"Constraint solving" topic is covered in different engineering fields, from Dynamics and Kinematics applications to assembly sequence analysis through functional analysis [5, 6 and 7]. For example, in the Kinematics field, closed loop mechanisms are solved by using the well-known Newton-Raphson (N-R) method, which calculates the roots of a set of non-linear equations in a simultaneous way. However, this method has several drawbacks. First of all, the Jacobian matrix, involved in the calculation, needs to be calculated at each iteration: this task may become computationally very huge when the number of variables increases. Moreover, N-R method is not robust when handling

2212-8271 © 2013 The Authors. Published by Elsevier B.V.

Selection and peer-review under responsibility of Professor Xiangqian (Jane) Jiang

doi: 10.1016/j.procir.2013.08.028

over-constrained assemblies, which are quite common in industrial applications. In this case, the initial guess required in N-R method plays a relevant role. For under-constrained assemblies N-R technique may be unstable due to lack of geometric constraint: Jacobian matrix becomes rectangular and the calculation of its pseudoinverse is required [5].

Looking at the solid modeling community [8, 9 and 10 to cite a few], graph-based approaches and algebraic methods are the most commonly used to solve geometric constraint problems, and are dominant in 2D CAD applications. They have been also extended, more recently, to 3D cases where handling constraints and finding solutions is more complex. From 2D CAD point of view, the algebraic approach by D-Cubed, the so-called Dimensional Constraint Manager, DCM, is defacto an industrial standard in constraint-based sketching. The more recent 3D version of this software, 3D DCM, based on a fast non sequential solver, is used to constraint parts in assemblies and mechanisms. Similar solution is offered by Ledas Geometric solver, LGS 3D, a variational geometry engine used by several CAx systems. Working with CAD geometries, also Screw Theory is used to calculate the constraint status of an assembly based on the choice of kinematic joints used to assembly parts [11].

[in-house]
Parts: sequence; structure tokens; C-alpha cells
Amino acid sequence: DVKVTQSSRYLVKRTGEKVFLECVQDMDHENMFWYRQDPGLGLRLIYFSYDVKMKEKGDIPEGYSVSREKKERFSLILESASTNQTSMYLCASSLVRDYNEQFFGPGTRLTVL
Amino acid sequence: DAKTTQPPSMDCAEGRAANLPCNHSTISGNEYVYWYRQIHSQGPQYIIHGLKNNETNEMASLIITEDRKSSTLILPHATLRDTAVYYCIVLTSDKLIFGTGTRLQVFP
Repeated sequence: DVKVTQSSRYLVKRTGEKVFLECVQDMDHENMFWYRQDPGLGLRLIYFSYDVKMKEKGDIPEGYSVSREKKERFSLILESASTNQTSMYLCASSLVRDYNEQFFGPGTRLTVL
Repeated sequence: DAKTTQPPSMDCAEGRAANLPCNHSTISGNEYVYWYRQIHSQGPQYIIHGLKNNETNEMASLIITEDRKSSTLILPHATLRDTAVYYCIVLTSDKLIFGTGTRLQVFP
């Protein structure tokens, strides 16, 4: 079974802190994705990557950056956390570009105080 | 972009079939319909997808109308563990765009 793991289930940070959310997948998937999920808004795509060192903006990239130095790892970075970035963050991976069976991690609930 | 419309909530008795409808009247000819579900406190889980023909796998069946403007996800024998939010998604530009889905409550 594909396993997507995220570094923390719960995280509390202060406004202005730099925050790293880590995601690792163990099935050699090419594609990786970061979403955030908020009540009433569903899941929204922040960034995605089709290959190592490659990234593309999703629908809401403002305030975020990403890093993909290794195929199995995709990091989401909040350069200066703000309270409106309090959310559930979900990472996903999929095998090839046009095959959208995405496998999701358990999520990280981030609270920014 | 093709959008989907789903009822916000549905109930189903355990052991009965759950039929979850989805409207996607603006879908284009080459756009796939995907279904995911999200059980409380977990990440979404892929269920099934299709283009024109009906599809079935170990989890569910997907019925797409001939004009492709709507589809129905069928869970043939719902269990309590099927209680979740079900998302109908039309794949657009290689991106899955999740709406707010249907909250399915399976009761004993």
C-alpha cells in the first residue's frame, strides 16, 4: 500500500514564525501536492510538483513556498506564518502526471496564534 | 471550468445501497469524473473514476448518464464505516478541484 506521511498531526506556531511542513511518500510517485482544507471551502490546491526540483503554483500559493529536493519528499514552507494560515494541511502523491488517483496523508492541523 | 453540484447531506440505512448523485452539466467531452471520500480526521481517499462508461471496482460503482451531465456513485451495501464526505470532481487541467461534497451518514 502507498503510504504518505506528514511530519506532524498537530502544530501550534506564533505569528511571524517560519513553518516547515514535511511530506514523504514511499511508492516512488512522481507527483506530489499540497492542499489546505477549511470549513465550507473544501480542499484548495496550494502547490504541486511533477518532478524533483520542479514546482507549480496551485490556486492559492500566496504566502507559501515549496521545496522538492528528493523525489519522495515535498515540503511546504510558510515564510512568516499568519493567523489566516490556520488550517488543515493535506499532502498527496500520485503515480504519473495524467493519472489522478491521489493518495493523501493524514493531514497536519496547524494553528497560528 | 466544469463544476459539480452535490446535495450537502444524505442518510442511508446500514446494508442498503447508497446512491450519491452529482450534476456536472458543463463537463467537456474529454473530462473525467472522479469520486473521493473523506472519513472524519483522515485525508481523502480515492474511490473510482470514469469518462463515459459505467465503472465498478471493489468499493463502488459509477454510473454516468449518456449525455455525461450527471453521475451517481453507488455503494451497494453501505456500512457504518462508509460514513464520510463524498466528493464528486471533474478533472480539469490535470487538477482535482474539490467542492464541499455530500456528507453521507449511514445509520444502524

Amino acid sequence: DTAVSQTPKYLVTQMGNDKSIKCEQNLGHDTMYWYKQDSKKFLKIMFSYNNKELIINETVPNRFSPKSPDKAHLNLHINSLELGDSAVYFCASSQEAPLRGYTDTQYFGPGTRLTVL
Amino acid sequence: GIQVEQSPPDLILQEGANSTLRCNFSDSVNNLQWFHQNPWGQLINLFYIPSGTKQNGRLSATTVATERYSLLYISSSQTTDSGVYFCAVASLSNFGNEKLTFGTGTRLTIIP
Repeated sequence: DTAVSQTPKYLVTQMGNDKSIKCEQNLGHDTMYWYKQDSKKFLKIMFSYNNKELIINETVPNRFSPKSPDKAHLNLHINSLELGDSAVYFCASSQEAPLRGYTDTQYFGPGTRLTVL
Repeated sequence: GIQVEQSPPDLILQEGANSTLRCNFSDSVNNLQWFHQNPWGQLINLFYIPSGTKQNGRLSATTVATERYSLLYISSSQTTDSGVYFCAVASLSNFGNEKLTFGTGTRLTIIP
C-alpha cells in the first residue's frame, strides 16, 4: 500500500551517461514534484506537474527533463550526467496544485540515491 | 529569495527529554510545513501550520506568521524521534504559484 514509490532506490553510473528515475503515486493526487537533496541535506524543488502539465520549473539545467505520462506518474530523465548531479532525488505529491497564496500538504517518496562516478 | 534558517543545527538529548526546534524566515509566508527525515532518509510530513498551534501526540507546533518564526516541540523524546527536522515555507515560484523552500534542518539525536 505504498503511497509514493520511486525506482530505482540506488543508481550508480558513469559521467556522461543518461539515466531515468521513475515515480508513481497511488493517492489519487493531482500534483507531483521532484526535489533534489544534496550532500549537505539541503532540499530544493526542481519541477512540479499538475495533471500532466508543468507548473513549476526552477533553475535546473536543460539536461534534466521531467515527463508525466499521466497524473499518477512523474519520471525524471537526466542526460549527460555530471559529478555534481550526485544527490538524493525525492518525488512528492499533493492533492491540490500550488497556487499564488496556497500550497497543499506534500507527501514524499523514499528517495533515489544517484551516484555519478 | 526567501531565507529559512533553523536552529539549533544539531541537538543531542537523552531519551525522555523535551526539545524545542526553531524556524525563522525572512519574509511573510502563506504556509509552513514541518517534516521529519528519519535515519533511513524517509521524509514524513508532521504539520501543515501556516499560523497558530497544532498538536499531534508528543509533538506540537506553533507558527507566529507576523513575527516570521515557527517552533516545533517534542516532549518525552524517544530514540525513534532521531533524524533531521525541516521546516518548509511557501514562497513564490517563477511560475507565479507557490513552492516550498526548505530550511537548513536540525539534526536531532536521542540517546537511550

When redundant constraints are introduced, the related assembly equations may become dependent to each other. This is a very crucial issue to be faced out. In fact, with an ideal rigid-part assembly there is no guarantee that all constraint relationships are properly satisfied. Therefore, under the hypothesis of ideal rigidpart assembly, it is important to calculate whenever a given assembly, for a given set of constraint relationships, is feasible or not. The answer to this question is not trivial at all if we consider also variations of assembly features. In fact, as shown in [12], variational constraint features need a search contact algorithm in order to best align them, avoiding at the same time, feature-to-feature interferences. One of the first contribute to the assembly modeling among variational features was offered by [13]. The author adopted a mathematical programming approach to model constraint relationships. The general idea may be stated as follows: given an "object" part being positioned with respect to a set of "target" parts, the constraint features should be aligned as closely as possible and interferences should be avoided. Turner gave a solution to this issue, but he limited his research only to 2D mating features under the small displacement hypothesis.